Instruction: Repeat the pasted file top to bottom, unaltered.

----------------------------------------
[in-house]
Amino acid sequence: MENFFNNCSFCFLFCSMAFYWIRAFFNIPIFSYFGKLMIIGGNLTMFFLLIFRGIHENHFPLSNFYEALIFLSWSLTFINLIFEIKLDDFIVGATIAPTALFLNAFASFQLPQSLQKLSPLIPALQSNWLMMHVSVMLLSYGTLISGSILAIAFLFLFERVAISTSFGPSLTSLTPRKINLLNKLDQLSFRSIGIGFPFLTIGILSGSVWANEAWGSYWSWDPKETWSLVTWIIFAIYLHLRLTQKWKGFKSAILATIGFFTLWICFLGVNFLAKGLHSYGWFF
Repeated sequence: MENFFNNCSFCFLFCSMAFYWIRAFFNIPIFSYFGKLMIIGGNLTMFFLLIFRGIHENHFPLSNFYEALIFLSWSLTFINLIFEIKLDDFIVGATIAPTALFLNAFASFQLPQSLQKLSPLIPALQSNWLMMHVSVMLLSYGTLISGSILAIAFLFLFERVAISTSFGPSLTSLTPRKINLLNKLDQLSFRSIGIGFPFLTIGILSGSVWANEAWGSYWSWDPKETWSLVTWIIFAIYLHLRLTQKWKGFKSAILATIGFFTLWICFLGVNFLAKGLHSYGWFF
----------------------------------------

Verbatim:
[in-house]
Amino acid sequence: MENFFNNCSFCFLFCSMAFYWIRAFFNIPIFSYFGKLMIIGGNLTMFFLLIFRGIHENHFPLSNFYEALIFLSWSLTFINLIFEIKLDDFIVGATIAPTALFLNAFASFQLPQSLQKLSPLIPALQSNWLMMHVSVMLLSYGTLISGSILAIAFLFLFERVAISTSFGPSLTSLTPRKINLLNKLDQLSFRSIGIGFPFLTIGILSGSVWANEAWGSYWSWDPKETWSLVTWIIFAIYLHLRLTQKWKGFKSAILATIGFFTLWICFLGVNFLAKGLHSYGWFF
Repeated sequence: MENFFNNCSFCFLFCSMAFYWIRAFFNIPIFSYFGKLMIIGGNLTMFFLLIFRGIHENHFPLSNFYEALIFLSWSLTFINLIFEIKLDDFIVGATIAPTALFLNAFASFQLPQSLQKLSPLIPALQSNWLMMHVSVMLLSYGTLISGSILAIAFLFLFERVAISTSFGPSLTSLTPRKINLLNKLDQLSFRSIGIGFPFLTIGILSGSVWANEAWGSYWSWDPKETWSLVTWIIFAIYLHLRLTQKWKGFKSAILATIGFFTLWICFLGVNFLAKGLHSYGWFF